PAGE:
Iraq Kurds Won't Give Up Territory, Leader Says

By Dow Jones Business News, 
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BAGHDAD--The leader of Iraq's Kurds said Friday that his forces won't relinquish territory they are defending against Sunni rebels, adding to worries that continued fighting could speed the breakup of Iraq along ethnic and religious lines.

After Sunni insurgents led by the Islamic State of Iraq and al-Sham launched their military offensive in northern Iraq three weeks ago, Kurdish fighters stepped into the breach left by the federal government's ineffective and retreating armed forces.

On Friday, Massoud Barzani, president of Iraq's semiautonomous Kurdish region, said that control of Kirkuk and other towns now guarded by Kurdish forces wouldn't revert to the central government in Baghdad when the crisis subsides.

"Now this (issue)...is achieved," he said, alluding to the Kurds' long-running aspiration for self-rule in their northern Iraqi stronghold.

As Mr. Barzani's remarks underlined the fragility of the ties binding Iraq together, the country's most influential Shiite cleric, Grand Ayatollah Ali al-Sistani, warned against "plots to divide and disassemble" Iraq.

In comments delivered in a sermon by his spokesman, Ayatollah Sistani also urged Iraqi politicians to agree on new leaders before the scheduled opening of Iraq's new parliament on Tuesday.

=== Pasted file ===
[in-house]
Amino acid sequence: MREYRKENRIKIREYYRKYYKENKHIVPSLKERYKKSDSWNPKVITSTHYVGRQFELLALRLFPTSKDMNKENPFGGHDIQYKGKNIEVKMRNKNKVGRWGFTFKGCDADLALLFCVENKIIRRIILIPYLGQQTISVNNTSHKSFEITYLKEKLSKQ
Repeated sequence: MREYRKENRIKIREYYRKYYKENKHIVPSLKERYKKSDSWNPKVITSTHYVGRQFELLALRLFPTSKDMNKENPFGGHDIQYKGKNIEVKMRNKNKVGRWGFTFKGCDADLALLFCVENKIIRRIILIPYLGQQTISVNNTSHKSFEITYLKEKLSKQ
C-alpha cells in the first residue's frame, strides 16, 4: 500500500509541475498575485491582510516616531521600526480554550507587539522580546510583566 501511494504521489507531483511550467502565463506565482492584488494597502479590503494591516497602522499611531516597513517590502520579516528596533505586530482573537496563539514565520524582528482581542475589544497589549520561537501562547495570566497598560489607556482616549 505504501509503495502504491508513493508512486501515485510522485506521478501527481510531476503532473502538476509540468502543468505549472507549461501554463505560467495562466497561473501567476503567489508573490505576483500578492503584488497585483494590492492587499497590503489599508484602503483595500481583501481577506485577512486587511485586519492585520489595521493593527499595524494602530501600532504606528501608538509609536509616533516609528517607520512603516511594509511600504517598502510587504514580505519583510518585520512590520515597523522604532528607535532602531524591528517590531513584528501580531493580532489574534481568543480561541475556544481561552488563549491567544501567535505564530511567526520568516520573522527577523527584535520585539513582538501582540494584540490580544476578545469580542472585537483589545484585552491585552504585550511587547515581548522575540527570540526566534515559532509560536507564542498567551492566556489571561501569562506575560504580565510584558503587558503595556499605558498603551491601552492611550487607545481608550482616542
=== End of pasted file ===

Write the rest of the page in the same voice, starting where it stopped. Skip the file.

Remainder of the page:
Iraqi political officials were deep in negotiations over who to choose as the country's next prime minister, president and parliamentary speaker. Many Iraqis view these decisions as the last chance to reach a political solution to defuse the three-week-old rebellion led by the Islamic State of Iraq and al-Sham, or ISIS.

The incumbent premier, Nouri al-Maliki, is seeking a third, four-year term as prime minister, but he is under pressure both at home and from abroad to step aside or, at the very least, broaden the base of the embattled Baghdad government that since 2006 has been dominated by representatives of Iraq's majority Shiite community.

Besides capturing cities and towns throughout the north and west, including Mosul, Iraq's second-largest city, ISIS fighters have seized border posts with Syria and Jordan.

Uncorroborated reports of atrocities committed by ISIS rebels during the offensive were given some credence in a report issued late Thursday by Human Rights Watch, in which it said that there were "strong indications" that insurgents executed 160-190 captives after they seized control of the city of Tikrit on June 11.

The monitoring group's findings were based on an analysis of satellite imagery, as well as photos posted to a website, which featured captions claiming that ISIS fighters had executed 1,700 Shiites.

The death toll could be much higher, the group said in a statement.

"The photos and satellite images from Tikrit provide strong evidence of a horrible war crime that needs further investigation," said Peter Bouckaert, the organization's emergencies director.

Write to Matt Bradley at matt.bradley@wsj.com

Subscribe to WSJ: http://online.wsj.com?mod=djnwires


  (END) Dow Jones Newswires
  06-27-141145ET
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